Rancho San Jose del Valle

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Rancho San Jose del Valle (also called "Rancho Agua Caliente" or "Warner's Rancho") was a 26,689-acre (108.01 km2) Mexican land grant in present-day San Diego County, California given in 1840 by Governor Juan B. Alvarado to Jose Antonio Pico, and then given in 1844 by Governor Manuel Micheltorena to Juan Jose Warner.[1] The most northeasterly grant made within present-day San Diego County, it was bounded on the west by Palomar Mountain, and on the south by Buena Vista Creek and Rancho Valle de San Jose, and encompassed present-day Warner Springs.[2][3] The western part of the grant is under the waters of Lake Henshaw, formed in 1922 by a dam on the San Luis Rey River.


In 1840, Governor Alvarado granted José Antonio Pico,[4] whose brother Andrés Pico was then administrator of the mission, made formal application for "the place called Agua Caliente", belonging to the Mission San Luis Rey. Continued trouble with the Indians probably caused Pico to abandon the land.[5][6]

Jonathan T. Warner (1807-1895), better known as Juan José Warner, was in born in Connecticut. He settled at Los Angeles in 1831 and in 1836 married Anita Gale, daughter of a Boston sea captain, who had been brought to California when five years of age and placed in the care of the Pico family, by whom she was adopted. In 1844, Governor Micheltorena granted the six square league Rancho San Jose Del Valle to Juan José Warner.[7][8]

With the cession of California to the United States following the Mexican-American War, the 1848 Treaty of Guadalupe Hidalgo provided that the land grants would be honored. As required by the Land Act of 1851, a claim for Rancho San Jose del Valle was filed with the Public Land Commission in 1852,[9] and the grant was patented to Juan J. Warner in 1880.[10] A claim by Juan J. Warner for four more square leagues (Rancho Camajal y Palomar) west of Rancho San Jose del Valle was rejected.[11][12]

By about 1875, Louis Phillips and John G. Downey (1827–1894) owned most of the southern four square league Portilla Rancho Valle de San Jose and the northern six square league Warner Rancho San Jose del Valle.[13] In 1880 Downey became sole owner.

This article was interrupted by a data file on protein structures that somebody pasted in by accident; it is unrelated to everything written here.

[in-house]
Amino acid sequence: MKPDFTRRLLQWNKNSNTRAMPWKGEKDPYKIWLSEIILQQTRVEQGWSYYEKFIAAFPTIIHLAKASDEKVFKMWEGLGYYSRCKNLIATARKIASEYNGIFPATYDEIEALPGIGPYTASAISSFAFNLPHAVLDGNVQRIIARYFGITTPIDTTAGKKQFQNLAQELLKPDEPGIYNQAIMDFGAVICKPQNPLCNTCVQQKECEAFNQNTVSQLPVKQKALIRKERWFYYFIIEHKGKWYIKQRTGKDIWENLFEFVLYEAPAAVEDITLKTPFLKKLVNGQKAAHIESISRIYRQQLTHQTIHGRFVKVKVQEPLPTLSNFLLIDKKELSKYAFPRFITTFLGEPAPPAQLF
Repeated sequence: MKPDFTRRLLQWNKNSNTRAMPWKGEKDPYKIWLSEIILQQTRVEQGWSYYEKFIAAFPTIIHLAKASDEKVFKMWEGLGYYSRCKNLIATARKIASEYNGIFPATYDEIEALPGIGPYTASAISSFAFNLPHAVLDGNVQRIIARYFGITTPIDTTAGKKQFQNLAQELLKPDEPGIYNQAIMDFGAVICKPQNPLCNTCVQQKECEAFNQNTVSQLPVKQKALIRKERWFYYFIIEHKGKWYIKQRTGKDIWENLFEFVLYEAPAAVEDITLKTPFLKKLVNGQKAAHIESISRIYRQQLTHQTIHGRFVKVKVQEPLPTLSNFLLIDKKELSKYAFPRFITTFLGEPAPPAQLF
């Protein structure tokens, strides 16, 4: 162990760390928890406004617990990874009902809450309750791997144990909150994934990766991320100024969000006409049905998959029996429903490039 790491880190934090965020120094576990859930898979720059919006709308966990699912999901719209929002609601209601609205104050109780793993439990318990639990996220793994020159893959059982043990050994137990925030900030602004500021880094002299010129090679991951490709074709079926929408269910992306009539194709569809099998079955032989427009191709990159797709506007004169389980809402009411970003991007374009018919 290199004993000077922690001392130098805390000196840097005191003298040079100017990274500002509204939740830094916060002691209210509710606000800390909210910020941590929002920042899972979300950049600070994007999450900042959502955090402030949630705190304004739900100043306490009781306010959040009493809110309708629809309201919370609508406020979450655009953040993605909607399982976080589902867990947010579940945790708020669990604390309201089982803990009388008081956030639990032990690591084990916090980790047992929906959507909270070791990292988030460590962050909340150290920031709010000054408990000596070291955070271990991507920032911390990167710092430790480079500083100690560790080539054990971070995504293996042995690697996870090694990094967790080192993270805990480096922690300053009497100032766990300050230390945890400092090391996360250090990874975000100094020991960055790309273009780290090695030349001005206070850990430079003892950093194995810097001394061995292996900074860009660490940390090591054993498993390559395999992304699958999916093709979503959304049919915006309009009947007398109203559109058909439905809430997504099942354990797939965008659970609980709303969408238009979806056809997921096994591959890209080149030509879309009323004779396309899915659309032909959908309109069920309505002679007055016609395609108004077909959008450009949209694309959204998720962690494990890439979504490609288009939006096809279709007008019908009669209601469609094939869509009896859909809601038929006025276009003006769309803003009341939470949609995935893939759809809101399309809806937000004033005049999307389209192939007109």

The rights of the Cupeño American Indians to occupy the land became a controversial matter. In 1901, the US Supreme Court concurred with the finding of the lower courts that a U.S. Government patent of ownership conferred absolute ownership, and the Indians were ordered ejected.[14][15]

Historic sites of the Rancho[edit]


  1. ^ Ogden Hoffman, 1862, Reports of Land Cases Determined in the United States District Court for the Northern District of California, Numa Hubert, San Francisco
  2. ^ Diseño del Rancho San Jose del Valle
  3. ^ U.S. Geological Survey Geographic Names Information System: Rancho San Jose del Valle
  4. ^ Portrait of Jose Antonio Pico, the elder brother of Pio Pico and Andrés Pico
  5. ^ Richard F. Pourade,1963, The Silver Dons, The Union-Tribune Publishing Company, San Diego
  6. ^ R. W. Brackett, 1951,The history of San Diego County Ranchos, Union Title Insurance and Trust Company, San Diego, California
  7. ^ Lynne Newell Christenson, Ellen L. Sweet, 2008, Ranchos of San Diego County, Arcadia Publishing, ISBN 978-0-7385-5965-0
  8. ^ Kathleen Flanigan ,1996, The Ranch House at Warner's, The Journal of San Diego History , Fall 1996, Volume 42, Number 4
  9. ^ United States. District Court (California : Southern District) Land Case 218 SD
  10. ^ Report of the Surveyor General 1844 - 1886
  11. ^ United States. District Court (California : Southern District) Land Case 358 SD
  12. ^ Diseño del Rancho Camajal y Palomar
  13. ^ Gage v Downey, 1888, California unreported cases: being those determined in the Supreme Court of California, Bender Moss Company
  14. ^ Barker v. Harvey, U.S. Supreme Court, 181 U.S. 481 (1901)
  15. ^ Lewis, Frank D. (August 1903). "The Warner Ranch Indians: And Why They Were Removed To Pala". Overland Monthly. XLII: 171–173. 

Coordinates: 33°17′24″N 116°40′48″W / 33.290°N 116.680°W / 33.290; -116.680